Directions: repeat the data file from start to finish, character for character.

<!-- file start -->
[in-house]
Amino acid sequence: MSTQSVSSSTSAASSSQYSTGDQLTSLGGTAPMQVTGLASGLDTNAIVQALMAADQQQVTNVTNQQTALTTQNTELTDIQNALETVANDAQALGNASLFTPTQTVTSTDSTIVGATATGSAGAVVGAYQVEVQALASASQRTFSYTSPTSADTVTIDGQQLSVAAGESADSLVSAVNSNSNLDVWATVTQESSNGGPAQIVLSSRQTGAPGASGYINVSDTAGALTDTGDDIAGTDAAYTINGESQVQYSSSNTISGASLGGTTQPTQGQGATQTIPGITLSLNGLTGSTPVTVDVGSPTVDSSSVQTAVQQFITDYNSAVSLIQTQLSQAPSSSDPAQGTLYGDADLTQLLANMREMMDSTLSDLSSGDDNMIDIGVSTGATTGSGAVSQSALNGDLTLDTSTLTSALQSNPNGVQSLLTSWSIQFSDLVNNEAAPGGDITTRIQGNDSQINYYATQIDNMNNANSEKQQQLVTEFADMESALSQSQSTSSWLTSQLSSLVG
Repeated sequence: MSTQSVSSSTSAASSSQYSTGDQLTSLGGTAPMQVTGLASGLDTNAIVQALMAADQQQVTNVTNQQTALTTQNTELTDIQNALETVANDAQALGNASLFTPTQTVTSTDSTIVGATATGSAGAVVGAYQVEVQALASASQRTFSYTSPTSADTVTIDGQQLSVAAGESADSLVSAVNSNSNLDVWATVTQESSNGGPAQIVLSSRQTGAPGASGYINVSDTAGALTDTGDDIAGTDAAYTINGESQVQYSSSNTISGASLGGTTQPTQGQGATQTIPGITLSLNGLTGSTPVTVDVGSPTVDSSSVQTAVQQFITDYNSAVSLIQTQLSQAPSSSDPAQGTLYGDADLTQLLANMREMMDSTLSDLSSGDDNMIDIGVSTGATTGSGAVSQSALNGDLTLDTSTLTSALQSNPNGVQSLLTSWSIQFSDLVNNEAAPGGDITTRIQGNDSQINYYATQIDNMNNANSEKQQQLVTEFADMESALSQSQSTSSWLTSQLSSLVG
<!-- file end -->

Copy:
[in-house]
Amino acid sequence: MSTQSVSSSTSAASSSQYSTGDQLTSLGGTAPMQVTGLASGLDTNAIVQALMAADQQQVTNVTNQQTALTTQNTELTDIQNALETVANDAQALGNASLFTPTQTVTSTDSTIVGATATGSAGAVVGAYQVEVQALASASQRTFSYTSPTSADTVTIDGQQLSVAAGESADSLVSAVNSNSNLDVWATVTQESSNGGPAQIVLSSRQTGAPGASGYINVSDTAGALTDTGDDIAGTDAAYTINGESQVQYSSSNTISGASLGGTTQPTQGQGATQTIPGITLSLNGLTGSTPVTVDVGSPTVDSSSVQTAVQQFITDYNSAVSLIQTQLSQAPSSSDPAQGTLYGDADLTQLLANMREMMDSTLSDLSSGDDNMIDIGVSTGATTGSGAVSQSALNGDLTLDTSTLTSALQSNPNGVQSLLTSWSIQFSDLVNNEAAPGGDITTRIQGNDSQINYYATQIDNMNNANSEKQQQLVTEFADMESALSQSQSTSSWLTSQLSSLVG
Repeated sequence: MSTQSVSSSTSAASSSQYSTGDQLTSLGGTAPMQVTGLASGLDTNAIVQALMAADQQQVTNVTNQQTALTTQNTELTDIQNALETVANDAQALGNASLFTPTQTVTSTDSTIVGATATGSAGAVVGAYQVEVQALASASQRTFSYTSPTSADTVTIDGQQLSVAAGESADSLVSAVNSNSNLDVWATVTQESSNGGPAQIVLSSRQTGAPGASGYINVSDTAGALTDTGDDIAGTDAAYTINGESQVQYSSSNTISGASLGGTTQPTQGQGATQTIPGITLSLNGLTGSTPVTVDVGSPTVDSSSVQTAVQQFITDYNSAVSLIQTQLSQAPSSSDPAQGTLYGDADLTQLLANMREMMDSTLSDLSSGDDNMIDIGVSTGATTGSGAVSQSALNGDLTLDTSTLTSALQSNPNGVQSLLTSWSIQFSDLVNNEAAPGGDITTRIQGNDSQINYYATQIDNMNNANSEKQQQLVTEFADMESALSQSQSTSSWLTSQLSSLVG